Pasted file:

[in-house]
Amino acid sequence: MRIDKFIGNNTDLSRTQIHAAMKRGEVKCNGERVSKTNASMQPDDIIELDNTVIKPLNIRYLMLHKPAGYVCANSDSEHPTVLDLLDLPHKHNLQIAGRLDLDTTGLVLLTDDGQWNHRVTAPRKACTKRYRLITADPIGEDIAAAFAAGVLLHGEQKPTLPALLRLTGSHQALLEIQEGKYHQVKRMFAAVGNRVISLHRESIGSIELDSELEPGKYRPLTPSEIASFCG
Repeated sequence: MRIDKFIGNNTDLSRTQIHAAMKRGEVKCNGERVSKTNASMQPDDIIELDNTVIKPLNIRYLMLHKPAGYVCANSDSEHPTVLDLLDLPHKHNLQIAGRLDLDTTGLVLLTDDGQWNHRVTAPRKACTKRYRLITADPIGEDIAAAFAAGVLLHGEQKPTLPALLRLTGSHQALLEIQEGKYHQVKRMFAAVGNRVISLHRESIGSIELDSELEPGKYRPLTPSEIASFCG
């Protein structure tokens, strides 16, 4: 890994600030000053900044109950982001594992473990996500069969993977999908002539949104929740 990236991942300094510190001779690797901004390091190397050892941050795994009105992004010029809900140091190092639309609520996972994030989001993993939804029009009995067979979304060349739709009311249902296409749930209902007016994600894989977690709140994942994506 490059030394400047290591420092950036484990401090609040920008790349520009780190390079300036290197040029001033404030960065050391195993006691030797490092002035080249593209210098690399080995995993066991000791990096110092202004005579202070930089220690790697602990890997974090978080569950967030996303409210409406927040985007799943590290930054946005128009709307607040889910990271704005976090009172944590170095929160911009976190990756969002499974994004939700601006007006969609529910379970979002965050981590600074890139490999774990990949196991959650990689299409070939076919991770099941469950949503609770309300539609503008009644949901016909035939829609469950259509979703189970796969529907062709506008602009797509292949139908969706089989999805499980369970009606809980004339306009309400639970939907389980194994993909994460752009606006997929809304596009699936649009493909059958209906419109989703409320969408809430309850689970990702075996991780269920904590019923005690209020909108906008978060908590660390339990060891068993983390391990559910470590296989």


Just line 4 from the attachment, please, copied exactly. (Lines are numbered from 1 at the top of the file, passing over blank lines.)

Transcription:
């Protein structure tokens, strides 16, 4: 890994600030000053900044109950982001594992473990996500069969993977999908002539949104929740 990236991942300094510190001779690797901004390091190397050892941050795994009105992004010029809900140091190092639309609520996972994030989001993993939804029009009995067979979304060349739709009311249902296409749930209902007016994600894989977690709140994942994506 490059030394400047290591420092950036484990401090609040920008790349520009780190390079300036290197040029001033404030960065050391195993006691030797490092002035080249593209210098690399080995995993066991000791990096110092202004005579202070930089220690790697602990890997974090978080569950967030996303409210409406927040985007799943590290930054946005128009709307607040889910990271704005976090009172944590170095929160911009976190990756969002499974994004939700601006007006969609529910379970979002965050981590600074890139490999774990990949196991959650990689299409070939076919991770099941469950949503609770309300539609503008009644949901016909035939829609469950259509979703189970796969529907062709506008602009797509292949139908969706089989999805499980369970009606809980004339306009309400639970939907389980194994993909994460752009606006997929809304596009699936649009493909059958209906419109989703409320969408809430309850689970990702075996991780269920904590019923005690209020909108906008978060908590660390339990060891068993983390391990559910470590296989």